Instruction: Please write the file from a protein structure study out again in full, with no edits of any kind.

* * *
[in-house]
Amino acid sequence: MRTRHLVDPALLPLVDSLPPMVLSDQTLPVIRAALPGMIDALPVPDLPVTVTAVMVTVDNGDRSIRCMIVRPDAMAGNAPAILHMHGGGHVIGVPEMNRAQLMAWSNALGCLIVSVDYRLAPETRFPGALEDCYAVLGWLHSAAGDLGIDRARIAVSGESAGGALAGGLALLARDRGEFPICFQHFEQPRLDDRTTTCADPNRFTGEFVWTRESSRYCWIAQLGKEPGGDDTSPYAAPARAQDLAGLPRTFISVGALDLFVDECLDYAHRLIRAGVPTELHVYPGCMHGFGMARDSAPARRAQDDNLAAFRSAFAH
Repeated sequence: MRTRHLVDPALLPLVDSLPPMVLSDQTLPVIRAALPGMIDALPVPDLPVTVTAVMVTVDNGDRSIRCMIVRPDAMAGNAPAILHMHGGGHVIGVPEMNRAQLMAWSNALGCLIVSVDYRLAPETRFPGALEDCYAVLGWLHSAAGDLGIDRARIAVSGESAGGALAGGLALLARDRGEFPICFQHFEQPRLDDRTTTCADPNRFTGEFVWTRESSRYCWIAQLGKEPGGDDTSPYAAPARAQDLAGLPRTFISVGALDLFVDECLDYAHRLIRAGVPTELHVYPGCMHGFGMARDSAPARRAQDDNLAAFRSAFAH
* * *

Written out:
[in-house]
Amino acid sequence: MRTRHLVDPALLPLVDSLPPMVLSDQTLPVIRAALPGMIDALPVPDLPVTVTAVMVTVDNGDRSIRCMIVRPDAMAGNAPAILHMHGGGHVIGVPEMNRAQLMAWSNALGCLIVSVDYRLAPETRFPGALEDCYAVLGWLHSAAGDLGIDRARIAVSGESAGGALAGGLALLARDRGEFPICFQHFEQPRLDDRTTTCADPNRFTGEFVWTRESSRYCWIAQLGKEPGGDDTSPYAAPARAQDLAGLPRTFISVGALDLFVDECLDYAHRLIRAGVPTELHVYPGCMHGFGMARDSAPARRAQDDNLAAFRSAFAH
Repeated sequence: MRTRHLVDPALLPLVDSLPPMVLSDQTLPVIRAALPGMIDALPVPDLPVTVTAVMVTVDNGDRSIRCMIVRPDAMAGNAPAILHMHGGGHVIGVPEMNRAQLMAWSNALGCLIVSVDYRLAPETRFPGALEDCYAVLGWLHSAAGDLGIDRARIAVSGESAGGALAGGLALLARDRGEFPICFQHFEQPRLDDRTTTCADPNRFTGEFVWTRESSRYCWIAQLGKEPGGDDTSPYAAPARAQDLAGLPRTFISVGALDLFVDECLDYAHRLIRAGVPTELHVYPGCMHGFGMARDSAPARRAQDDNLAAFRSAFAH